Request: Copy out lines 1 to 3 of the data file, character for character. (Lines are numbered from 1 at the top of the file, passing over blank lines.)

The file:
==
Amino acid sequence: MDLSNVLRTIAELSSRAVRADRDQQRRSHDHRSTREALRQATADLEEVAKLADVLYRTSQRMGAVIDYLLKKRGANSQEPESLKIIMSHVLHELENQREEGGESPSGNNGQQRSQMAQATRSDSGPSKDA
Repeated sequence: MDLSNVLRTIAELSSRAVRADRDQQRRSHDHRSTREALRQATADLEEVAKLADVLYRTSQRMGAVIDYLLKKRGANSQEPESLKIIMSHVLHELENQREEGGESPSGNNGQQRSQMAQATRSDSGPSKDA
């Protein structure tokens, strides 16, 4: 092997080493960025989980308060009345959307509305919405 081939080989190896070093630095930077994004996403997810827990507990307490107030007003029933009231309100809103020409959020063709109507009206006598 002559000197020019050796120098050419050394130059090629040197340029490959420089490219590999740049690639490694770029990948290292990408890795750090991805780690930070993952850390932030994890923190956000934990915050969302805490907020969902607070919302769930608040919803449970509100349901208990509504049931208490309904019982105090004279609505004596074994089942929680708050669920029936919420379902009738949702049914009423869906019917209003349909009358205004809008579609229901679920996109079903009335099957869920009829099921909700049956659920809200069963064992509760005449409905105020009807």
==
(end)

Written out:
Amino acid sequence: MDLSNVLRTIAELSSRAVRADRDQQRRSHDHRSTREALRQATADLEEVAKLADVLYRTSQRMGAVIDYLLKKRGANSQEPESLKIIMSHVLHELENQREEGGESPSGNNGQQRSQMAQATRSDSGPSKDA
Repeated sequence: MDLSNVLRTIAELSSRAVRADRDQQRRSHDHRSTREALRQATADLEEVAKLADVLYRTSQRMGAVIDYLLKKRGANSQEPESLKIIMSHVLHELENQREEGGESPSGNNGQQRSQMAQATRSDSGPSKDA
């Protein structure tokens, strides 16, 4: 092997080493960025989980308060009345959307509305919405 081939080989190896070093630095930077994004996403997810827990507990307490107030007003029933009231309100809103020409959020063709109507009206006598 002559000197020019050796120098050419050394130059090629040197340029490959420089490219590999740049690639490694770029990948290292990408890795750090991805780690930070993952850390932030994890923190956000934990915050969302805490907020969902607070919302769930608040919803449970509100349901208990509504049931208490309904019982105090004279609505004596074994089942929680708050669920029936919420379902009738949702049914009423869906019917209003349909009358205004809008579609229901679920996109079903009335099957869920009829099921909700049956659920809200069963064992509760005449409905105020009807």